Princeton's Ed Felten will be joining Lawrence Lessig, John Gilmore, Brewster Kahle, and other prominent technology activists, researchers, and scholars on the board of the Electronic Frontier Foundation (EFF). Felten was previously on the EFF's advisory board, and he was involved in the EFF's anti-DMCA suit against the RIAA in 2001.

Since the RIAA suit at the height of the P2P and DMCA wars, the focus of Felten's research has shifted to other areas of information security, and he has been at the forefront of the information security community's investigations of vulnerabilities in electronic voting systems. So Felten's addition to the EFF's board shows the organization's commitment to countering the threat to democracy posed by e-voting insecurities.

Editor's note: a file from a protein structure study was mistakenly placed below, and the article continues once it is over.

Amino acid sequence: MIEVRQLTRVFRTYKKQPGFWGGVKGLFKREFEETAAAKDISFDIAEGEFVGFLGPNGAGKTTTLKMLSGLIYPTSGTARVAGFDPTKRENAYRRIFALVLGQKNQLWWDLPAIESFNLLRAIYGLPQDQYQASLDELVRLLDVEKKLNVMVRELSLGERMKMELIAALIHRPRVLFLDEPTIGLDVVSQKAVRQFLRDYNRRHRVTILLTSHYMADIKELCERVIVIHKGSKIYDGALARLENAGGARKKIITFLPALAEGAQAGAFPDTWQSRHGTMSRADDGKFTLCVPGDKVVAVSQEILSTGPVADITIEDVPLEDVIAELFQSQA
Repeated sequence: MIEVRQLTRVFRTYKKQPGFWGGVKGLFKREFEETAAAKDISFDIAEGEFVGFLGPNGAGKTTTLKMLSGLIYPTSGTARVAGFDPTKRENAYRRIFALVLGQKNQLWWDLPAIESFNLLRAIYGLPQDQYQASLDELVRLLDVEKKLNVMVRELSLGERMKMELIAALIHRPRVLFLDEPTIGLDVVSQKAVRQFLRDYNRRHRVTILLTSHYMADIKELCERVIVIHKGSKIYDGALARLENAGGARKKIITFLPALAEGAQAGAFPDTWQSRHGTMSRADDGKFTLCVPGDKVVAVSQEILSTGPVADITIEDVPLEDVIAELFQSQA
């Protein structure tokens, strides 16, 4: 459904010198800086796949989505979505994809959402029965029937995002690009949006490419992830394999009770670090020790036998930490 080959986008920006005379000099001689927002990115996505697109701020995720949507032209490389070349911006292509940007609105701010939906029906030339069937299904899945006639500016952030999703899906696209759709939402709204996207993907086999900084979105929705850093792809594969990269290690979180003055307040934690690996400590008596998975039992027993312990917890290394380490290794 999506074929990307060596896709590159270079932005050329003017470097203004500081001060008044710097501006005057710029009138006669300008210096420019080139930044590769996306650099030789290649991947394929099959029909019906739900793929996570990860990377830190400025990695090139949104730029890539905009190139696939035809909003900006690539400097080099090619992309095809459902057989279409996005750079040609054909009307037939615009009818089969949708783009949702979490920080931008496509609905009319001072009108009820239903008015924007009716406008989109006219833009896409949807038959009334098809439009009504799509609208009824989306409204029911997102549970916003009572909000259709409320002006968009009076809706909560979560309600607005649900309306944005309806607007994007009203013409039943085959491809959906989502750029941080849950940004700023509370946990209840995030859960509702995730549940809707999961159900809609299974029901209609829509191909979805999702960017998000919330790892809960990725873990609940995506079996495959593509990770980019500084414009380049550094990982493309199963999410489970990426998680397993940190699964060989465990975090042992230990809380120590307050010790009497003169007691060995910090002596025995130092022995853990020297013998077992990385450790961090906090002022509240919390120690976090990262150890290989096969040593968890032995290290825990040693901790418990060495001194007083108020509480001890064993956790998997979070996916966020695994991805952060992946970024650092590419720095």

For those Ars readers who've been following my coverage of the electronic voting issue, you may remember Felten from the infamous Princeton video, in which a Diebold Accuvote TS is compromised by vote-stealing software in a matter of minutes. (It was actually this video, and the depths to which it alarmed me, that motivated me to write an article describing how to steal an election by hacking the vote. I watched that video about two weeks before the November mid-terms, I flipped out, and I immediately set to work on the article.)

Felten produced the aforementioned video and led the team that exposed a huge number of vulnerabilities in the Diebold machines as Director of Princeton's Center for Information Technology Policy. His weblog, Freedom to Tinker, is one of the bookmarks that I visit regularly.